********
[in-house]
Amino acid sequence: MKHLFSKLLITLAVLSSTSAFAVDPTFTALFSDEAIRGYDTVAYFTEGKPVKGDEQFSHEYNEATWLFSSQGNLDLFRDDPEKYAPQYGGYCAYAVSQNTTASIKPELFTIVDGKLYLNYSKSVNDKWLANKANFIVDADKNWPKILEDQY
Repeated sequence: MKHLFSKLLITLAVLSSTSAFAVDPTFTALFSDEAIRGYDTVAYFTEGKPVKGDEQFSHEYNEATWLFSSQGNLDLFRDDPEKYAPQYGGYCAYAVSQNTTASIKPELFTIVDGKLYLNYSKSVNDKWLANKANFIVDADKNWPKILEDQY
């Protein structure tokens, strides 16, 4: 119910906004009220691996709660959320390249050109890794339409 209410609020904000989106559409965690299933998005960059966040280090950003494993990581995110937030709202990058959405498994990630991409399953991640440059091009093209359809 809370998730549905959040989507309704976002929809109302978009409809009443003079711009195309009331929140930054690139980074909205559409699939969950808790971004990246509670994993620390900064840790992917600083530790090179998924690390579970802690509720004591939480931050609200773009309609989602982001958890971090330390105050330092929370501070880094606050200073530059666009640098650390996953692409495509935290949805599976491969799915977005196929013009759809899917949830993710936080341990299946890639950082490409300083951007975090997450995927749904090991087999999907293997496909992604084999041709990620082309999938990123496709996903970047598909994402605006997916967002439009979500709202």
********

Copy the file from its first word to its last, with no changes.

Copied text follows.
[in-house]
Amino acid sequence: MKHLFSKLLITLAVLSSTSAFAVDPTFTALFSDEAIRGYDTVAYFTEGKPVKGDEQFSHEYNEATWLFSSQGNLDLFRDDPEKYAPQYGGYCAYAVSQNTTASIKPELFTIVDGKLYLNYSKSVNDKWLANKANFIVDADKNWPKILEDQY
Repeated sequence: MKHLFSKLLITLAVLSSTSAFAVDPTFTALFSDEAIRGYDTVAYFTEGKPVKGDEQFSHEYNEATWLFSSQGNLDLFRDDPEKYAPQYGGYCAYAVSQNTTASIKPELFTIVDGKLYLNYSKSVNDKWLANKANFIVDADKNWPKILEDQY
């Protein structure tokens, strides 16, 4: 119910906004009220691996709660959320390249050109890794339409 209410609020904000989106559409965690299933998005960059966040280090950003494993990581995110937030709202990058959405498994990630991409399953991640440059091009093209359809 809370998730549905959040989507309704976002929809109302978009409809009443003079711009195309009331929140930054690139980074909205559409699939969950808790971004990246509670994993620390900064840790992917600083530790090179998924690390579970802690509720004591939480931050609200773009309609989602982001958890971090330390105050330092929370501070880094606050200073530059666009640098650390996953692409495509935290949805599976491969799915977005196929013009759809899917949830993710936080341990299946890639950082490409300083951007975090997450995927749904090991087999999907293997496909992604084999041709990620082309999938990123496709996903970047598909994402605006997916967002439009979500709202």